- Being a problem solver – a candidate who can identify logical ways to overcome problems and offer solutions.
- Having a good grounding in coding languages such as SQL. Whilst it can be beneficial to have more advanced modelling skills using R or Python, some companies will have data science teams to support on this side.
- Experience with visualisation tools and with programs such as Tableau or Looker – which can be hugely valuable in hitting the ground running.
Most crucial, however, is the ability to tell a story with the data and make something complex easy to digest. During an interview, businesses can identify how someone translates recommendations and if they are able to recognise and illustrate the commercial impact that their work will have.
If you’re interested in applying your data skills to a role in marketing or are looking to bolster the success of your business by hiring a Data & Analytics specialist, you’ve come to the right place contact our team today.
The Evolution Of Product Data Roles | Harnham Recruitment post
In this post-COVID era, all sectors have had to adapt to the dramatic pace of technological change – including Data & Analytics. Many in our regional teams, whether in the UK, across Continental Europe or the US, have, over recent months, come across a new role which has its roots in the pandemic and its hastening of the digital shift. Indeed, our colleagues have noted an increase in demand for a role which sits in between the very technical Data roles and the Marketing and Insight roles. It is someone, or a team, that creates a bridge between the two. Whilst there isn’t just one name associated with this new hybrid role, businesses have referred to it as Data Manager, Product Manager and Product Owner. As marketing continues to shift from a purely creative process into a data-driven field in this digital environment, we take a deep-dive into why this role has been created, and which candidates businesses are looking to hire to fill these roles. A necessary evolution During the pandemic and following the persisting trend of online shopping, brand-led businesses have continued to increase demand for Data Insights and Analytics roles as well as Marketing and Insights specialists. Because businesses recognise how breaking down silos and investing in tech infrastructure can translate into stronger online sales in an already crowded market, recruiting teams are now looking for mid-and senior-level Product Managers with experience in IT delivery and core data languages to scale up their business in the post-pandemic era. This is especially true in the retail sector, where there has been an uptick in detailed data-driven analytics used to drive customer targeting. A 2021 report found 83 per cent of job postings in retail mentioned at least one strong digital skill. That number grew to a staggering 100 per cent of job roles in the Marketing sector. Hybrid roles These technical roles used to be separate, but we are now observing the fact that they are being blended together alongside other business skills. As Data Manager, Product Manager or Product Owner, candidates are expected to have in-depth coding knowledge but, can also seamlessly translate the code and software into digestible information and analysis for Marketing and Insight to take and create meaningful visuals and learnings with, to respond to consumer needs. According to our colleagues, hiring managers are now looking for candidates with experience with SQL, Python, Snowflake, Google Analytics, Excel, and data visualisation tools such as Tableau. Businesses have said key skills could also include experience in business analysis. In this line, as part of this holistic evolution, last year also saw the explosion of demand for Chief Data Officers – a multi-disciplinary role spanning IT, customer service, business analysis and digital marketing with varying responsibilities depending on the sector. Whether you are looking for your next opportunity in Data & Harnham, we can help. Take a look at our latest Product Data jobs or get in touch with one of our expert consultants to find out more.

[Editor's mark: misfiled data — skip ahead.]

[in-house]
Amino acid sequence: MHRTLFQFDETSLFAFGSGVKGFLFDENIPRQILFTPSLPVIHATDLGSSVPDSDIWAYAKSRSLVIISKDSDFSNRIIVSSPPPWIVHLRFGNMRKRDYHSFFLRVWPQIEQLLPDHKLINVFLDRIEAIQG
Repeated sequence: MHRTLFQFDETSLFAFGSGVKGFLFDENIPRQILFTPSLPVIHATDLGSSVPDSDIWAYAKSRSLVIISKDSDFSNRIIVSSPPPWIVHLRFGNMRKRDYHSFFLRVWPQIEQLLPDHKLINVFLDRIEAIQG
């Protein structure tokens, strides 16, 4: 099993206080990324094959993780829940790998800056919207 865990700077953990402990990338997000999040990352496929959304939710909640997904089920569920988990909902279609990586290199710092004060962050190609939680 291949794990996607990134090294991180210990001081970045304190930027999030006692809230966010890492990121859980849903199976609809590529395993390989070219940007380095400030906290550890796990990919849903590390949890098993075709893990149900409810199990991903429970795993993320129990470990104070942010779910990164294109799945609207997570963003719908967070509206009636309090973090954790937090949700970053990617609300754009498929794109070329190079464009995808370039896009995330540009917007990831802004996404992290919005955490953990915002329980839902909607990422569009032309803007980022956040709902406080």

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If you can’t see what you’re looking for right now, send us your CV anyway – we’re always getting fresh new roles through the door.